The MAVRIC team competed in the 2017 University Rover Challenge held in Hanksville, Utah and organized by the Mars Society. The competition, which took place from June 1-3, featured a record 82 teams from across the world.
Based on a video submission and report, the URC trims the field to 36 teams that are then invited to the Mars Desert Research Station (MDRS) in the southern desert of Utah. MAVRIC was one of the 36 teams invited to compete in Utah. High temperatures, dust and sand were just a few of the elements the teams and their rovers had to deal with as they aimed to complete four tasks: Equipment Servicing, Science Cache, and new this year was the Extreme Delivery and Traversal and a fully autonomous mode task.
The MAVRIC team faced many challenges upon arrival to the MDRS. Electrical issues caused a problem with control of the arm on the first task which was the Extreme Delivery and Traversal task. After the team debugged many of the issues, they competed the next day in the Equipment Servicing task only to have an electrical short that disabled the rover shortly into the task. On the final day, the team was able to compete in the Science Cache task only to have another problem with the rovers drive motors. The team was able to compete to the end, but the electrical issues resulted in a final score of 146.6 points and put them at 31st place.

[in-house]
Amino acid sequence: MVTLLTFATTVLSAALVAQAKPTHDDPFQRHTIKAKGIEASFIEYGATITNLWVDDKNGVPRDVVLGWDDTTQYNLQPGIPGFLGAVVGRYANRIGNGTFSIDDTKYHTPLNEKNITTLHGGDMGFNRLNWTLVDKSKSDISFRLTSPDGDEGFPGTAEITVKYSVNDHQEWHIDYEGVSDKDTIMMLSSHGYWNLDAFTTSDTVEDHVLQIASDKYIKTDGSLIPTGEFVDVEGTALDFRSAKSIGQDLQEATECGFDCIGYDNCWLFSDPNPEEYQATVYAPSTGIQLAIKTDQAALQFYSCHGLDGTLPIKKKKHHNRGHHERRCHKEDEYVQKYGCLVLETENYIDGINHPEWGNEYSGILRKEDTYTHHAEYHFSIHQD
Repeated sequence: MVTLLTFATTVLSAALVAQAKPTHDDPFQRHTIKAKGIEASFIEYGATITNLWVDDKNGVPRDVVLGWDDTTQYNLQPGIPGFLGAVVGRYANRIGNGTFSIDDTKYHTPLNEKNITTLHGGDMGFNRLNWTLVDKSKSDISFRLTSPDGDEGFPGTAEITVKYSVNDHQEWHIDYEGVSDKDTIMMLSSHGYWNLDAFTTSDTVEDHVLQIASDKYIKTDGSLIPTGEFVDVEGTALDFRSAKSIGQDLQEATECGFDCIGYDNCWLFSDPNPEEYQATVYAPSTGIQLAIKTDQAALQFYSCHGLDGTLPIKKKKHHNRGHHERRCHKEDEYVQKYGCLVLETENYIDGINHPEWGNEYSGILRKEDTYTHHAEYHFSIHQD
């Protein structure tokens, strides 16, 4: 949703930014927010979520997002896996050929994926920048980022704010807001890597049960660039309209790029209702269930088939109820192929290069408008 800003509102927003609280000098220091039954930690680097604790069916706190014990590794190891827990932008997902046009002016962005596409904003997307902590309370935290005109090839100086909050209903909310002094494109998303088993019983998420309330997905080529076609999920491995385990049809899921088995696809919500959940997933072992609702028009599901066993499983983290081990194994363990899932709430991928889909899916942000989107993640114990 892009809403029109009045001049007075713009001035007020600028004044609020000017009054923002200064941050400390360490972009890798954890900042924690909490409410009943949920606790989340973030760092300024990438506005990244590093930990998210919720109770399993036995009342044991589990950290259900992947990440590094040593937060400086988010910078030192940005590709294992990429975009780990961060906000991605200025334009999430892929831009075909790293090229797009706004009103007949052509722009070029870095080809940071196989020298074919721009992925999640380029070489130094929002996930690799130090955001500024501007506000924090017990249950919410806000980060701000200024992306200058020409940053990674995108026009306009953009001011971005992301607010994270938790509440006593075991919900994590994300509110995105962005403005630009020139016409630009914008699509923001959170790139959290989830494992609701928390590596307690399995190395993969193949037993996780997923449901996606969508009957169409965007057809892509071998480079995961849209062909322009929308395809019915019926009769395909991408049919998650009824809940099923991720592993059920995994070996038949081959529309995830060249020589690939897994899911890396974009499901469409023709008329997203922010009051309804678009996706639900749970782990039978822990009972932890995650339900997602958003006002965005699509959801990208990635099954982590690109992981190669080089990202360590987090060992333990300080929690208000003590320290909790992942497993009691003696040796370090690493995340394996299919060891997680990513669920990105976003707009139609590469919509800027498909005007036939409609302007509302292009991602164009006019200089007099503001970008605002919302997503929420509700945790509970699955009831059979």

“The MAVRIC team learned a lot from this experience and they worked very hard on the rover, often working through the night to make repairs to the rover.” said Matthew Nelson, Make to Innovate Director and also accompanied the team on the trip.
Nelson also stated that the extreme environment in the desert often causes electrical systems to fail. The team is currently planning on a new design for the rover that can compete in the URC in 2018.